My field is obviously very male-dominated, and l still find myself the only woman in a room full of men at times, so this issue is constantly on my mind. I do believe that these kinds of schemes that enable women to research in areas where we are so under-represented are the first step to making change. 

It is key that we give opportunities to young women in STEM, and provide them with supportive and inclusive environments in which to work and thrive; this is what will make a difference to more equal representation in future generations. 

How have you found settling into 鶹Ӿlife so far? 

My first months at 鶹Ӿhave been unexpectedly easy. Having completed my master’s at a different college, I came to really appreciate Wolfson’s vibrant postgrad and mature community. 

The returning students, as well as and Wolfson’s staff, have been making it a very welcoming and open space, especially in the first few weeks. There were so many different events every day that it was almost impossible not to socialise and make new friends, all you needed to do was to show up! In particular, I am a big fan of Wolfson’s social nights - we definitely have the best BOPs (Big Organised Parties) in Cambridge, and I never miss a comedy night.

A great thing about Cambridge too is how easy and accessible it is to try out new sports and discover different societies. This year I am starting to get involved with the rugby team, which is a sport I have always wanted to try. The girls from (Cambridge University Rugby Union Football Club) make it such a fun and welcoming environment, and I’ll probably continue playing for as long as I can!

Do you have any tips for prospective students looking to start a PhD at Cambridge? Anything you wish you had known?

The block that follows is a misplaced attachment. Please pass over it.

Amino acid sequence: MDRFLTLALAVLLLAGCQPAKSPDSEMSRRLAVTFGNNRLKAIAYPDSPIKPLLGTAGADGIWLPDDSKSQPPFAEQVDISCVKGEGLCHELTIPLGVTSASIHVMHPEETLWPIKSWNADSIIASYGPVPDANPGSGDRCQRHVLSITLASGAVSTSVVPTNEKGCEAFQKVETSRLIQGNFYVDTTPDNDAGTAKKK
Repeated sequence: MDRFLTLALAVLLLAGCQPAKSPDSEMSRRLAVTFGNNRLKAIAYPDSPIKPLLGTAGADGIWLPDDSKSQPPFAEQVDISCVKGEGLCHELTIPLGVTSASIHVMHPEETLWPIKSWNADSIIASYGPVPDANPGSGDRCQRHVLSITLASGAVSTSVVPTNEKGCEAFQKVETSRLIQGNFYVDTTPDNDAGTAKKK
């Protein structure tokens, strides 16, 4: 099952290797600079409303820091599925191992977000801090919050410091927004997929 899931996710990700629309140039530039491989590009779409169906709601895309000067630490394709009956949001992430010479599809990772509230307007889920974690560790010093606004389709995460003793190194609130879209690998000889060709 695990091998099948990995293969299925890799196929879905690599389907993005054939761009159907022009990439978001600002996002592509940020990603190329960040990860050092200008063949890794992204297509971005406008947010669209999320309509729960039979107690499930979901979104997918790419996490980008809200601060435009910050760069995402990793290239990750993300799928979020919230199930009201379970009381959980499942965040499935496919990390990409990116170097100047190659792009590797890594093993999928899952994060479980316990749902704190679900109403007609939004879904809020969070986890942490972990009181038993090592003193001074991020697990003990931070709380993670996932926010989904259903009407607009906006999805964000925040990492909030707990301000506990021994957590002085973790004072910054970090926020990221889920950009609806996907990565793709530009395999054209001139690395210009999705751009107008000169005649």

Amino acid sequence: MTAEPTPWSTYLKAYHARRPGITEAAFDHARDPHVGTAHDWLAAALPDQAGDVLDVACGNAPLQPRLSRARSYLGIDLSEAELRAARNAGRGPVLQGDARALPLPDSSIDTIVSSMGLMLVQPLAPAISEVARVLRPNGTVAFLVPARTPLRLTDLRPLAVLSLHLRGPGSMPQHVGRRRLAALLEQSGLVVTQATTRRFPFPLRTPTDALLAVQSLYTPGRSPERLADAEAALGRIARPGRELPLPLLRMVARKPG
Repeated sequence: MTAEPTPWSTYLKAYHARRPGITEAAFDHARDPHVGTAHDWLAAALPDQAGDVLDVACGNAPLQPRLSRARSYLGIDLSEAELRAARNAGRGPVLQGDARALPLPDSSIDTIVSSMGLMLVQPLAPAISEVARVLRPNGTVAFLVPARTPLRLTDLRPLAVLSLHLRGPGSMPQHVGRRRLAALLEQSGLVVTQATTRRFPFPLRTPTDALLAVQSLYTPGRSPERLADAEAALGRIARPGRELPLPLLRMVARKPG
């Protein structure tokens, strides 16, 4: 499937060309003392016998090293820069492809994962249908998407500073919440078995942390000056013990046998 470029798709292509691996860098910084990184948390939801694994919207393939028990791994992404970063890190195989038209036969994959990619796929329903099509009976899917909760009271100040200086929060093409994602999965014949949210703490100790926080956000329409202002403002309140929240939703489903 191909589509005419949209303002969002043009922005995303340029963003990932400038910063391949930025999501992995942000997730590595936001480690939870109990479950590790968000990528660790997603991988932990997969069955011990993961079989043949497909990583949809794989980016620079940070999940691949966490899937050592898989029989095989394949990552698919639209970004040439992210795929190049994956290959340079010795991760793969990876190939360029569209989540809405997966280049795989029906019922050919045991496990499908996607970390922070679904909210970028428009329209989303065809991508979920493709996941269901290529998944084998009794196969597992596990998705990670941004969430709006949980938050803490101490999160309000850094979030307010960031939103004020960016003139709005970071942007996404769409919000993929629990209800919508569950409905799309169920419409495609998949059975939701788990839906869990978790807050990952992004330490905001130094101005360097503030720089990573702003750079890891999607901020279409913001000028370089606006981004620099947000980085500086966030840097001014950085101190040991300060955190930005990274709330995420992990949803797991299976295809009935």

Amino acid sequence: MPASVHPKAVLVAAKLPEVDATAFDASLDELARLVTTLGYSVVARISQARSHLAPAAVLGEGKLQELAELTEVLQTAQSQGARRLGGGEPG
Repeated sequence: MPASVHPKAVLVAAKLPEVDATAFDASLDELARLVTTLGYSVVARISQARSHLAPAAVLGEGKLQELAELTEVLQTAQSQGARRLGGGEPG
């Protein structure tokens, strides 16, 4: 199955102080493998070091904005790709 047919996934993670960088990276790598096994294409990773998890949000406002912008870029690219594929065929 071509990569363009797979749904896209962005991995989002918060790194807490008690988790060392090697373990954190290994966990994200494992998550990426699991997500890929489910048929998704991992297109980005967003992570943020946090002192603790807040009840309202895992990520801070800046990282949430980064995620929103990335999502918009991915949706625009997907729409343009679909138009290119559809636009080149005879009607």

From the outside, Cambridge can seem really intimidating and it’s easy to feel like you won’t belong here. I wish I had known that this feeling goes away quite quickly when you actually get here and realise this is just another university filled with people who are passionate about what they study. Cambridge is a busy and demanding place, but I would advise you to make an effort in the first few weeks of term to attend events at your College and favourite societies. It is definitely the best period to make friends and meet new people with your same interests. 

In terms of academics, you want to work on problems that you find exciting. However, a good supervisor will also help to make those problems interesting, and will keep you motivated throughout your PhD!

Read more

This article is part of the 2023/4 Postgraduate Student Profile Series: 

Applications are still open for the 2024 C, and for many other 鶹ӾCollege-specific studentships.  Click here to learn more. 

You can also  find out how to apply to study for a postgraduate course at Cambridge University as a 鶹ӾCollege student, and watch our , introducing the exciting academic and social atmosphere in College. 

What's on

Painting of people on a harbour in the 1820s

The Age of Revolutions in Southern Europe

27/02/2024 at 17.30

What is a revolution? What role did Southern Europe play in the history of modern politics?

Paintings in the Old Combination Room

Ekphrasis for Beginners: Creative Writing and 鶹ӾArt

28/02/2024 at 17.00

What do writing and the visual arts give to each other?

Advert for writing poems

Creative Poetry Workshop

28/02/2024 at 19.00

‘Poetry is everywhere; it just needs editing’, James Tate

Paper faces of all different colours.

The Place of Islamophobia within Debates on Racism

29/02/2024 at 17.30

This event is the second of three roundtables that Wolfson's REACH Research Hub will be organising over the academic year under the heading ‘Hierarchies of Racism?’ 

Collage of photos of South Africa and Brazil

The Colour of Inequality in South Africa and Brazil: Making Sense of Social Policy as Reparations

01/03/2024 at 17.30

Can social policy resolve the residuals and contradictions of trans-historical inequalities in South Africa and Brazil?